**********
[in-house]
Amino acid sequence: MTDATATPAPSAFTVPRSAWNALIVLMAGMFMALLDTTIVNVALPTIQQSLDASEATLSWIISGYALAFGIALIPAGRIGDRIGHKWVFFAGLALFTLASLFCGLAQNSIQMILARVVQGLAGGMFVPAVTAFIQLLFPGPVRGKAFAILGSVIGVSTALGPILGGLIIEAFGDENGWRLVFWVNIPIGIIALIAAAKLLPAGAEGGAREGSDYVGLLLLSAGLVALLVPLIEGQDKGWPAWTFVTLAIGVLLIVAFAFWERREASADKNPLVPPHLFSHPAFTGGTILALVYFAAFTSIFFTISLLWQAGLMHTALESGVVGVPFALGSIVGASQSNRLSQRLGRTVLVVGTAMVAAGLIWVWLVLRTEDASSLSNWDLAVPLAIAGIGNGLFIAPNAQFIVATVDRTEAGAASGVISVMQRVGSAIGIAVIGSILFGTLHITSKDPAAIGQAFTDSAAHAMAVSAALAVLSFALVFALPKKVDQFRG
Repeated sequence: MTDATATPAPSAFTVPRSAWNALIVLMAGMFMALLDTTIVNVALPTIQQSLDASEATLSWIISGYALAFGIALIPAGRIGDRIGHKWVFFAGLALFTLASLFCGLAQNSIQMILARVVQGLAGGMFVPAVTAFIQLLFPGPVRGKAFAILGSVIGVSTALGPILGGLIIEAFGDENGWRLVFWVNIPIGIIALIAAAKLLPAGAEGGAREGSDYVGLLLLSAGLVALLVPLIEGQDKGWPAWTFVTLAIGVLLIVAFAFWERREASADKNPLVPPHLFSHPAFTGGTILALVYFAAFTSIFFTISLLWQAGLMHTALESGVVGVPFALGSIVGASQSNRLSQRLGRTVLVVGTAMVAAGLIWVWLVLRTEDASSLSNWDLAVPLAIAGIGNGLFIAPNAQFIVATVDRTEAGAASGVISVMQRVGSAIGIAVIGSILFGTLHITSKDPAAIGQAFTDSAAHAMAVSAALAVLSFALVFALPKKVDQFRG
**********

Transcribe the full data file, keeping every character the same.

[in-house]
Amino acid sequence: MTDATATPAPSAFTVPRSAWNALIVLMAGMFMALLDTTIVNVALPTIQQSLDASEATLSWIISGYALAFGIALIPAGRIGDRIGHKWVFFAGLALFTLASLFCGLAQNSIQMILARVVQGLAGGMFVPAVTAFIQLLFPGPVRGKAFAILGSVIGVSTALGPILGGLIIEAFGDENGWRLVFWVNIPIGIIALIAAAKLLPAGAEGGAREGSDYVGLLLLSAGLVALLVPLIEGQDKGWPAWTFVTLAIGVLLIVAFAFWERREASADKNPLVPPHLFSHPAFTGGTILALVYFAAFTSIFFTISLLWQAGLMHTALESGVVGVPFALGSIVGASQSNRLSQRLGRTVLVVGTAMVAAGLIWVWLVLRTEDASSLSNWDLAVPLAIAGIGNGLFIAPNAQFIVATVDRTEAGAASGVISVMQRVGSAIGIAVIGSILFGTLHITSKDPAAIGQAFTDSAAHAMAVSAALAVLSFALVFALPKKVDQFRG
Repeated sequence: MTDATATPAPSAFTVPRSAWNALIVLMAGMFMALLDTTIVNVALPTIQQSLDASEATLSWIISGYALAFGIALIPAGRIGDRIGHKWVFFAGLALFTLASLFCGLAQNSIQMILARVVQGLAGGMFVPAVTAFIQLLFPGPVRGKAFAILGSVIGVSTALGPILGGLIIEAFGDENGWRLVFWVNIPIGIIALIAAAKLLPAGAEGGAREGSDYVGLLLLSAGLVALLVPLIEGQDKGWPAWTFVTLAIGVLLIVAFAFWERREASADKNPLVPPHLFSHPAFTGGTILALVYFAAFTSIFFTISLLWQAGLMHTALESGVVGVPFALGSIVGASQSNRLSQRLGRTVLVVGTAMVAAGLIWVWLVLRTEDASSLSNWDLAVPLAIAGIGNGLFIAPNAQFIVATVDRTEAGAASGVISVMQRVGSAIGIAVIGSILFGTLHITSKDPAAIGQAFTDSAAHAMAVSAALAVLSFALVFALPKKVDQFRG